- Development & Aid
- Economy & Trade
- Human Rights
- Global Governance
- Civil Society
Monday, May 25, 2015
- “Watch out! The caustic soda is dangerous,” shouts Rea Pigiaki, while she blends the soda with lavender to prepare her scented soaps, which are very famous in Ierapetra, a small town in Southeast Crete.
Pigiaki, a mother of three, offers her homemade products to fellow members of the Ierapetra Alternative Currency Network. She charges 1.5 kaereti – Ierapetra’s local, digital and so-called “social” currency – for each bar of soap and usually receives local honey and oranges in exchange for her products.
“There are no euros in our wallets any more. Kaereti seems to be an answer to what is going on in the Greek economy,” she told IPS.
All network exchanges are recorded in a central computer, where members post whatever they can offer, covering a very broad variety of both products and services.
Members note down which products and services they need. When two members agree on a product exchange, they each refill the other’s account with the agreed amount of kaereti. The key point is that no euro or other official currency is in circulation and all exchanges are made exclusively in kaereti.
The word “kaereti” belongs to the local dialect and means, “I offer a short help to someone in need, without expecting a benefit.”
The network of tangible goods is complemented by a great number of services and a well-equipped workforce ready at every turn to offer its skills: electricians, plumbers, tailors, oil-painters, gardeners, graphic artists, legal advisers, accountants, teachers of foreign languages, dance and music, the list is endless.
The most unusual item seems to be a member who “offers his studies in marine architecture,” notes Alexis Machairas, a founding member of the network. Basically, the Ierapetra network is fully self- sufficient and professional.
“The local currency was founded in August 2011 and so far more than 300 members of the local society participate,” Machairas explains. “Especially in the last weeks –when Greece’s economy has shown a (marked decline) – the number of members and transactions has rapidly increased. In the last month the network increased its membership by one third and at least one transaction is recorded per day.”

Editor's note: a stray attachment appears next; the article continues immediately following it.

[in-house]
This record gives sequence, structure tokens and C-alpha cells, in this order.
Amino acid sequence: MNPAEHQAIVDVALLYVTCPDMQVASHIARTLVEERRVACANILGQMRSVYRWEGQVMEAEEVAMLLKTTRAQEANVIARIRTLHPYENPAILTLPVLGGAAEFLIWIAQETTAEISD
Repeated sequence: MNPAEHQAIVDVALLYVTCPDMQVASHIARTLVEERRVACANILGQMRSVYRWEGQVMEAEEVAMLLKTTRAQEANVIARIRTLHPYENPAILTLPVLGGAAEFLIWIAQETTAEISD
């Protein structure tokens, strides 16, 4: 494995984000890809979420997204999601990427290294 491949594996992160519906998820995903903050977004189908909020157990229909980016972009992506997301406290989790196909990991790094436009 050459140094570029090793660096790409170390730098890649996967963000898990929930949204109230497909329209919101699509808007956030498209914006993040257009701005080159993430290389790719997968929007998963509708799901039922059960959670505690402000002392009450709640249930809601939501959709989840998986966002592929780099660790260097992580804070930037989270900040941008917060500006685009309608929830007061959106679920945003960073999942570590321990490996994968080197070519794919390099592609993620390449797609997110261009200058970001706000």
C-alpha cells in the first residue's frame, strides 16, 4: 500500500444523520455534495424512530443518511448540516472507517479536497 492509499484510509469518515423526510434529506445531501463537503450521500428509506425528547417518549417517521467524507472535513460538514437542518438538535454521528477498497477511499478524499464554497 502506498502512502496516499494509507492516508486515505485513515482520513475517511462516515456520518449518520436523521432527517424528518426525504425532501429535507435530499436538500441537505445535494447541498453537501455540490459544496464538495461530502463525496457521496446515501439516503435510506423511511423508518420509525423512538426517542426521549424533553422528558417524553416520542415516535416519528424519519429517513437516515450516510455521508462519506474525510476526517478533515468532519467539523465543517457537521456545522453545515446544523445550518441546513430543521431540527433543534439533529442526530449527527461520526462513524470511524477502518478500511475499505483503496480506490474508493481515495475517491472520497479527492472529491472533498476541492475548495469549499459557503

Transparency in the local monetary system is certainly a great advantage. All members have access to the main table which shows the time of the exchange, the prices and the number of exchanges made every moment. One kaereti is equal in value to one euro but euros are not allowed within the network.
“Alternative currencies are (primarily directed) towards poor people,” notes George Stathakis, professor of political economy and vice chancellor of the Univeristy of Crete. “All alternative networks are a very serious basis to overcoming obstacles the poorest layers of society face.”
In that way, old activities reemerge and take on a new value, while simultaneously generating employment.
“All exchanges are based on trust, transparency and simplicity. Today, 26 different exchange networks function in Greece (though) kaereti is the (most) ambitious one,” pointed out Stathakis.
“By the end of the year, there will be around 100 (such) networks in Greece. Those who count themselves among a network’s 300-1000 members have a good perspective on how to succeed in local society and will certainly receive great benefits.”
However, though the so-called “social coin” gives hope to the poor it does not solve Greece’s macro- economic problems, since it lacks an institutional or state-wide base.
“At any time networks can be at the mercy of the internal revenue centre. That is why there is an immediate need for legal regulation,” remarked Stathakis.
“The kaereti is not a substitute for the euro,” he added. “It works parallel to the regular economy.”
Moreover, the exchange economy has deep roots in the region. Until 1960, the barter system still regulated Crete’s agricultural sector.
“My mother remembers that until 1959 when my family had been renting a home in Chania the rent had been paid just in oil,” the professor reminisced.
The exchange economy allows participants to make mutual profits. For instance, Kostas, a member of the kaereti network, organises summer excursions on his boat and during the winter he cultivates his field, which enables him to offer oil and olives to the network.
On the other hand, Dimitris, another member, is an insurer who is providing car insurance services to Kostas in exchange for olive oil.
“We will both make a profit,” they say.
“In normal conditions, the trader charges 1.80 euros for a single litre of olive oil and a customer at the supermarket usually buys the same quantity for 5 euros. We now both made an agreement for 2.5 kaereti for the one liter of olive oil and no middleman intervenes between us.” Dimitris explains.
The exchange will be immediately recorded in the network, Kostas will add more kaereti in his account and, after a few months of selling his oil, he will ask Dimitris to provide him his annual car insurance.
Today, in Ierapetra, “members of the network pay the bills for elderly people, offer lifts to other locals and even babysit,” said Ioanna, a social officer in the network.
“Strong bonds between members strengthen each day. The members take into account the real needs of their fellows. In addition, every one can show their own personal skills. There are members who can repair wooden chairs and now feel useful and productive.”
With the absence of the euro opening the door to solidarity between people the “kaereti coin” represents an effective path out of an economic crisis born and bred of financial speculation.
Kaereti members often quote the Nobel prize-winning Greek poet Giorgos Seferis, who said, “In our gradually shrinking world, everyone is in need of all the others.”